pot shots
Credit: Suharu Ogawa

Are edibles the game changer some think they will be?

They’re chewy! They’re cute as your sister’s kid and as colourful as Christmas! Plus, they pack a THC-infused punch. What’s not to love? A lot. Sold in California, where cannabis edibles are legally available, Stoney Patch gummies are likely in breach of state laws stipulating that cannabis products cannot be appealing to kids. And since they look similar to Mondelēz International’s popular Sour Patch Kids candies (right down to the derivative, knock-off packaging), no wonder they’re also the focus of a copyright infringement lawsuit.

For Mondelēz, edible cannabis has been an ironically sour experience. More irony: the U.S. company, which counts Oreo, Toblerone and Trident among its brands, has reportedly been making noise about entering the edibles market itself. It wouldn’t be alone. As promised, legislation allowing the sale of cannabis edibles in Canada took effect on October 17, exactly a year after legalization of recreational use. (Products won’t show up in stores until December at the earliest, however.) Many Canadian companies have, um, high hopes for this new breed of products. But are edibles the game changer that some think they’ll be?

You may already be familiar with offerings that come under the edibles catch-all—ingestibles, drinks, extracts, tinctures, capsules and topical preparations. Their underground popularity highlights the prevalence of the so-called grey market, whose treats run to cannabis-laced peanut butter cups and THC-infused tea. All slickly marketed, with Madison Avenue attention showered on everything from packaging to taste. This, of course, makes them substantially different from what will legally hit the shelves.

Like with the currently available “flower”-type cannabis, government regulations regarding advertising, dosage and even nutritional information—this is also food, after all—will understandably be strict. As expected, the same blandness imposed on legal cannabis containers and packaging will also apply to the edibles market, and branding will be as exciting as a day spent doing your taxes. Edibles must be “shelf stable” (no refrigeration required). THC-infused teas and coffees have been green-lit, but you can’t goose your soft drink with a shot of caffeine—no Red Bull–style cannabis pick-me-ups, thanks.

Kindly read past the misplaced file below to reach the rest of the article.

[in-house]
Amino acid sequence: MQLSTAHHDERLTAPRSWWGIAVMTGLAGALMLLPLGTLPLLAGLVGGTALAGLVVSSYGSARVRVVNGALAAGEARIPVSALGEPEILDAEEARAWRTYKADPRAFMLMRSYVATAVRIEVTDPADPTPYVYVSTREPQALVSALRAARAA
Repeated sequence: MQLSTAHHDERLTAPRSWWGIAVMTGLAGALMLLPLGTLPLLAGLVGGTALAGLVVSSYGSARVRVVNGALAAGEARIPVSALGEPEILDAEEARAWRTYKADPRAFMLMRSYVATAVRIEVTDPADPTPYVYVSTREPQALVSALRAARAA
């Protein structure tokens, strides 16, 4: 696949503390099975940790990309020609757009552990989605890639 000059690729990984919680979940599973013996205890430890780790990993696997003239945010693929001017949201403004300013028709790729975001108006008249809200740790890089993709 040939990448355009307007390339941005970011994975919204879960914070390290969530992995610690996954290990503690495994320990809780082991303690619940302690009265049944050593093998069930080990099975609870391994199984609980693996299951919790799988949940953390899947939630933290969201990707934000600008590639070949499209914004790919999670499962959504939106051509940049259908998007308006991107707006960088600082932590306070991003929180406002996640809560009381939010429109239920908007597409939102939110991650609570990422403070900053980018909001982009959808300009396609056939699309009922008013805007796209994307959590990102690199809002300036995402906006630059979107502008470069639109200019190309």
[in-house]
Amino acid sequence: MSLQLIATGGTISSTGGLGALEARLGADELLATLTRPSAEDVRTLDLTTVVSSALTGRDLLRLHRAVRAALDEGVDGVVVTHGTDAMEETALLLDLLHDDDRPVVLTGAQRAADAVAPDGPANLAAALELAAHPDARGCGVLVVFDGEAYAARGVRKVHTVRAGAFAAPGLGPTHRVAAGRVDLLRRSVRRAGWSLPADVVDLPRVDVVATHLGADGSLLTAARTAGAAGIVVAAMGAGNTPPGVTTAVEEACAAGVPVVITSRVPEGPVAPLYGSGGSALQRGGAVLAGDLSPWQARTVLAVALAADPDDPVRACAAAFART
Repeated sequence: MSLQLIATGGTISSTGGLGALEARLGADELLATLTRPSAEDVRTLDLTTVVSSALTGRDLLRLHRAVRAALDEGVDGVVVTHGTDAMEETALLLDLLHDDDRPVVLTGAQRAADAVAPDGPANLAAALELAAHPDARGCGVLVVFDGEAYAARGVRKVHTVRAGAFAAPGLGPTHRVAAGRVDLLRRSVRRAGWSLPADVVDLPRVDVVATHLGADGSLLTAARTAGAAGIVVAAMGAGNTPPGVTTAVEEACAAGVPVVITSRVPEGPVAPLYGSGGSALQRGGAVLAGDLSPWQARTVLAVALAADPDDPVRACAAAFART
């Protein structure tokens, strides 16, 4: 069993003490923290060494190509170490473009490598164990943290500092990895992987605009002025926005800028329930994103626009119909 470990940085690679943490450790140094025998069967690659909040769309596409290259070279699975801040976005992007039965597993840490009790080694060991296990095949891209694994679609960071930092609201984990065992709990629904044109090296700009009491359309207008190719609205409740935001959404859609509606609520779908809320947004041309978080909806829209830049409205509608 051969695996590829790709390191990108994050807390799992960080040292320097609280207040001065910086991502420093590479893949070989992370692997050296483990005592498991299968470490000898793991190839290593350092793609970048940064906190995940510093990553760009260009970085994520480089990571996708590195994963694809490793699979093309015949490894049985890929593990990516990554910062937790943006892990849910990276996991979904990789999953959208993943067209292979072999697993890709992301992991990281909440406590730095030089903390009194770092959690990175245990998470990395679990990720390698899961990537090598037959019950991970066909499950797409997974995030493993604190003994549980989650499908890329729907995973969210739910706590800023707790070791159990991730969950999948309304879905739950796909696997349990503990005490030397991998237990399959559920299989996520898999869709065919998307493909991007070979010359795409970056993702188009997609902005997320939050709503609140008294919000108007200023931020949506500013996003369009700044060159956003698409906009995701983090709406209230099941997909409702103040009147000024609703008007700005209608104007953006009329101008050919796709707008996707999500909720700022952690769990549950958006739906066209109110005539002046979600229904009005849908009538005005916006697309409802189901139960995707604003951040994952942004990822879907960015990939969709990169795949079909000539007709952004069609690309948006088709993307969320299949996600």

And no mixing booze and pot. Although brewing giants like Anheuser-Busch Cos. (partnered with Nanaimo-based Tilray in a US$100-million joint venture) and Molson Coors Canada (with Quebec-based Hexo) are trying to carve out space in this market, a hybrid THC-infused beer is off the table. Oh, and you can forget about ordering the new beverages at your neighbourhood bar. Non-starter.

Despite the regulatory hurdles, expect a slew of new edibles to gradually find their way to the legal outlets. For example, B.C.-based licensed producer Zenabis has some big plans in the works, including THC-infused chocolate, gummies and beverages. Largely, it will be targeting those who haven’t ingested cannabis before. “These products are what the ‘canna-curious’ demographic will be looking for,” says Mandeep Khara, the company’s chief marketing officer. As for the upside? “This is a revolution.”

Perhaps. What’s definite, though, is that several serious companies are gearing up to compete in this space, and their commitment is de facto evidence of a large potential market, which, according to Deloitte, could comprise $2.5 billion a year in Canada alone. A joint survey (pun fully intended) by Ernst & Young Canada and Lift & Co., a cannabis PR and events firm, predicts that up to three million new consumers will try the products.

It’s not completely smooth sailing ahead. Some of the “no appealing to kids” requirements are incredibly vague. There are real questions surrounding the health effects of ingesting cannabis. And because adding sugar won’t fly, consumers should watch for one more thing: when it comes to edibles, figuratively and literally, they may be left with a sour taste in their mouths.